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Q&A: Jonah Ray On Finding Hidden America and Hosting Mystery Science Theater 3000

Jonah Ray has made a career out of poking fun at pop culture. In the past decade, the stand-up comedian has worked behind the scenes (as a writer and/or producer) on hit projects like The Rotten Tomatoes Show, SuperNews!, and The Soup. He also co-hosts the weekly live comedy show-turned-Comedy Central series The Meltdown with Jonah and Kumail with Silicon Valley star Kumail Nanjiani. But he’s just getting started.

On June 2, Ray’s new travel show, Hidden America, made its streaming debut on Seeso. Except it’s not a travel show at all. Well, not really. A send-up of the “dude travels to a new city, meets some locals, and eats strange food” series that now seem to occupy half of every channel’s programming schedule, the comedic series sees Ray traveling all across the country to uncover untrue facts about each new city he visits.

While viewers are already raving about Hidden America, which is produced and directed by Troy Miller via Dakota Pictures, Ray is hard at work on his next big project: taking over hosting duties on the upcoming Mystery Science Theater 3000 reboot. mental_floss chatted with Ray about fake facts, drinking beer with Kim Jong Un, and what we can expect from the new MST3K.

So let’s talk about Hidden America: It’s a fake travel show, but its foundation lies in what is a very real moment in travel television programming right now with shows likes Parts Unknown. How and when did the idea for the show originate?

I kind of had this inkling of an idea of a travel show, because I was obsessed with Anthony Bourdain. I love Bourdain’s shows so much, both No Reservations and Parts Unknown. I watched those shows all the time and I loved that they took such a cinematic approach to making these shows. And then, of course, there are all the other ones that are just no good.

Bourdain kind of nailed it and yet there are all these other guys who think they can do the same thing and that’s what I love. I love the narcissism of these guys who think they can also do what Bourdain does. And that’s kind of where I had this idea in my head. And then I saw the Alan Partridge special Welcome to the Places of My Life, which is this brilliant special Steve Coogan did under the character Alan Partridge. I was just kind of like, “I should do like a travelogue-style show.” I loved the idea of a guy that’s no good at something trying so hard to be cool and be intellectual.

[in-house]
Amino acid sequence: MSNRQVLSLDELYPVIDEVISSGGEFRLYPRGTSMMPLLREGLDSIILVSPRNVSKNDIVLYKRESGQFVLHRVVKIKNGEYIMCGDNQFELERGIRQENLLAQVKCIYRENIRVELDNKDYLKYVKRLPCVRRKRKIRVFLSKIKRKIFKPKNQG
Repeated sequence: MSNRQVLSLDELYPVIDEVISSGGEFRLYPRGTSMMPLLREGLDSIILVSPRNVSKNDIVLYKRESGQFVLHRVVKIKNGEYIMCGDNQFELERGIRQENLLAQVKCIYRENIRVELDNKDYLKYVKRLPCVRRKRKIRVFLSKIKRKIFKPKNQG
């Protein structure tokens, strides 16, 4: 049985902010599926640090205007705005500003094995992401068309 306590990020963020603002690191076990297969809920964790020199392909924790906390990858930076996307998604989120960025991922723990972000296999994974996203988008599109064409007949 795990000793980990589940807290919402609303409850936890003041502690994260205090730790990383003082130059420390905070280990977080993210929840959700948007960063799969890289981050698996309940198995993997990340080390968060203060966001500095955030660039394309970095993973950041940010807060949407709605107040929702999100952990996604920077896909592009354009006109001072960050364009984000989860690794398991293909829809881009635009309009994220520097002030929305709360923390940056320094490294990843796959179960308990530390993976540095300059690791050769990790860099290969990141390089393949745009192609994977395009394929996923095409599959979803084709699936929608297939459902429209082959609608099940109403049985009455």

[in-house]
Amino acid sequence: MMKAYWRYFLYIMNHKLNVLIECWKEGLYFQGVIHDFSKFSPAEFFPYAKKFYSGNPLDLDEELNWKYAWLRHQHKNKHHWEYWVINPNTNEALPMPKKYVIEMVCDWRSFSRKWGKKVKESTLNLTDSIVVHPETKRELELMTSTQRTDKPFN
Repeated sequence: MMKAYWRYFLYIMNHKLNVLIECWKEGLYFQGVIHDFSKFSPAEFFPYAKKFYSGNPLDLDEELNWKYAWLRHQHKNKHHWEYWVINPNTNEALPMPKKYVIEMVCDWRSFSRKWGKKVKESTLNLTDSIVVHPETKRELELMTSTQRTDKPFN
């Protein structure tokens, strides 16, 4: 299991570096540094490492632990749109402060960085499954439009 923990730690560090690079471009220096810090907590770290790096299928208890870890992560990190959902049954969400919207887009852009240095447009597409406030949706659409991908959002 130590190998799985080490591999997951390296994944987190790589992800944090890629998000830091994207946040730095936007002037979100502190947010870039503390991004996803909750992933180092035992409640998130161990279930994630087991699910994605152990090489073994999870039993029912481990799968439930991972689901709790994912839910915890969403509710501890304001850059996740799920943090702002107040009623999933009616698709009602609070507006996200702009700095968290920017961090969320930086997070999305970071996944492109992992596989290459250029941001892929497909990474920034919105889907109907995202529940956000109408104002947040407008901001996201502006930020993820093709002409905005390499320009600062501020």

So many of these travel shows are doing the same thing, which isn’t really even traveling so much as sending some guy to a city and forcing him to eat elephant testicles.

Exactly. I would like it more if they shot it well. Just give us some nice deep focuses on those elephant testicles.

For you, what’s the absolute worst trend in travel television right now? The thing that you really wanted to replicate with Hidden America?

I wanted to replicate the personality type that does the travel show more so than the specific travel shows. I do like the idea of someone going, “To find out about a place, you need to talk to the people.” Because any time you go to any city, every person you talk to is going to have a different take on that city. 

And I hate the idea of, “We’re going to go here and we’re going to have a disgusting meal because it’s what real people eat!” Fried food and this and that, and it’s always so condescending.

You really did travel to each of the places you showcase in the show. How did you prepare for each episode?

We wrote as many fake facts as we could with what we knew. I didn’t want any of the writers really digging deep into any actual facts. I wanted to have a real surface-level amount of information and then just drive it home as if you’re an expert on the topic. That’s my favorite kind of stuff. Like in the New Orleans episode we say Fat Tuesday started as the eradication of overweight residents, but has since grown into this celebration of sorts. I like fake facts a lot. I’m a big fan of that stuff. We knew these real surface-level things, but we didn’t want to know much else than that.